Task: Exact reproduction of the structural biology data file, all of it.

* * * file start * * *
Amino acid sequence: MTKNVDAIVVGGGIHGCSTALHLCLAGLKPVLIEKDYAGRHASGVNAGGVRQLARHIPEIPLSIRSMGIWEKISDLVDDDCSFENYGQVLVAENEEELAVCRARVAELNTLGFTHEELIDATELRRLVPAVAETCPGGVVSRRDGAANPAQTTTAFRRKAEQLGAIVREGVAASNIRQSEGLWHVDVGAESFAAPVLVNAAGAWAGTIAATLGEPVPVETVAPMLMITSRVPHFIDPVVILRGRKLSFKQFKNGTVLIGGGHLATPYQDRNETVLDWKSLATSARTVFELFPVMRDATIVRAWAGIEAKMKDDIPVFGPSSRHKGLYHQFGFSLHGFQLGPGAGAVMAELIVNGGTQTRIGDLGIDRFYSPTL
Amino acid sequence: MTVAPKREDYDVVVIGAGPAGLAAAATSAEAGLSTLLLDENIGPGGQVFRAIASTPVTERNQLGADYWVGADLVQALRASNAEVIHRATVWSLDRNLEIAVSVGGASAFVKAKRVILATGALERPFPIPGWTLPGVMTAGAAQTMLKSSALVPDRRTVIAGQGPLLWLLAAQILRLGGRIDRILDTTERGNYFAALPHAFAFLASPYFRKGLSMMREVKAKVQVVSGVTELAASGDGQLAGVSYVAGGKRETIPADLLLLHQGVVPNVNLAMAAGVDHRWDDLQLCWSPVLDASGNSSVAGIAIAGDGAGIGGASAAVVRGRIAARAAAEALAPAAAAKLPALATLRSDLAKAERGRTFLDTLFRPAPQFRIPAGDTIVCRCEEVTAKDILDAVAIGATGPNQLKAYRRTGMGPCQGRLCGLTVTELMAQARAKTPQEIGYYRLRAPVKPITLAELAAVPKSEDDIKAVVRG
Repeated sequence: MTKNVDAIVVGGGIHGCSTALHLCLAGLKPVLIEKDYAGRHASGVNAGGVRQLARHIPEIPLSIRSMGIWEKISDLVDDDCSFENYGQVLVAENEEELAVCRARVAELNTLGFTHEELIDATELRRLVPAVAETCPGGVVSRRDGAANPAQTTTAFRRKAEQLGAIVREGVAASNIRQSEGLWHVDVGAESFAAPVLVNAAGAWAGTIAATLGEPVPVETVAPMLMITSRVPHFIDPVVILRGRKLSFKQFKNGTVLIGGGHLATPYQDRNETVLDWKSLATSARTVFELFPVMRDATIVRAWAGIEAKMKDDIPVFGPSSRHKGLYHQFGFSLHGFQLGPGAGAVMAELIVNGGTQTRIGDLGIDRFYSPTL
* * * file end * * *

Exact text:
Amino acid sequence: MTKNVDAIVVGGGIHGCSTALHLCLAGLKPVLIEKDYAGRHASGVNAGGVRQLARHIPEIPLSIRSMGIWEKISDLVDDDCSFENYGQVLVAENEEELAVCRARVAELNTLGFTHEELIDATELRRLVPAVAETCPGGVVSRRDGAANPAQTTTAFRRKAEQLGAIVREGVAASNIRQSEGLWHVDVGAESFAAPVLVNAAGAWAGTIAATLGEPVPVETVAPMLMITSRVPHFIDPVVILRGRKLSFKQFKNGTVLIGGGHLATPYQDRNETVLDWKSLATSARTVFELFPVMRDATIVRAWAGIEAKMKDDIPVFGPSSRHKGLYHQFGFSLHGFQLGPGAGAVMAELIVNGGTQTRIGDLGIDRFYSPTL
Amino acid sequence: MTVAPKREDYDVVVIGAGPAGLAAAATSAEAGLSTLLLDENIGPGGQVFRAIASTPVTERNQLGADYWVGADLVQALRASNAEVIHRATVWSLDRNLEIAVSVGGASAFVKAKRVILATGALERPFPIPGWTLPGVMTAGAAQTMLKSSALVPDRRTVIAGQGPLLWLLAAQILRLGGRIDRILDTTERGNYFAALPHAFAFLASPYFRKGLSMMREVKAKVQVVSGVTELAASGDGQLAGVSYVAGGKRETIPADLLLLHQGVVPNVNLAMAAGVDHRWDDLQLCWSPVLDASGNSSVAGIAIAGDGAGIGGASAAVVRGRIAARAAAEALAPAAAAKLPALATLRSDLAKAERGRTFLDTLFRPAPQFRIPAGDTIVCRCEEVTAKDILDAVAIGATGPNQLKAYRRTGMGPCQGRLCGLTVTELMAQARAKTPQEIGYYRLRAPVKPITLAELAAVPKSEDDIKAVVRG
Repeated sequence: MTKNVDAIVVGGGIHGCSTALHLCLAGLKPVLIEKDYAGRHASGVNAGGVRQLARHIPEIPLSIRSMGIWEKISDLVDDDCSFENYGQVLVAENEEELAVCRARVAELNTLGFTHEELIDATELRRLVPAVAETCPGGVVSRRDGAANPAQTTTAFRRKAEQLGAIVREGVAASNIRQSEGLWHVDVGAESFAAPVLVNAAGAWAGTIAATLGEPVPVETVAPMLMITSRVPHFIDPVVILRGRKLSFKQFKNGTVLIGGGHLATPYQDRNETVLDWKSLATSARTVFELFPVMRDATIVRAWAGIEAKMKDDIPVFGPSSRHKGLYHQFGFSLHGFQLGPGAGAVMAELIVNGGTQTRIGDLGIDRFYSPTL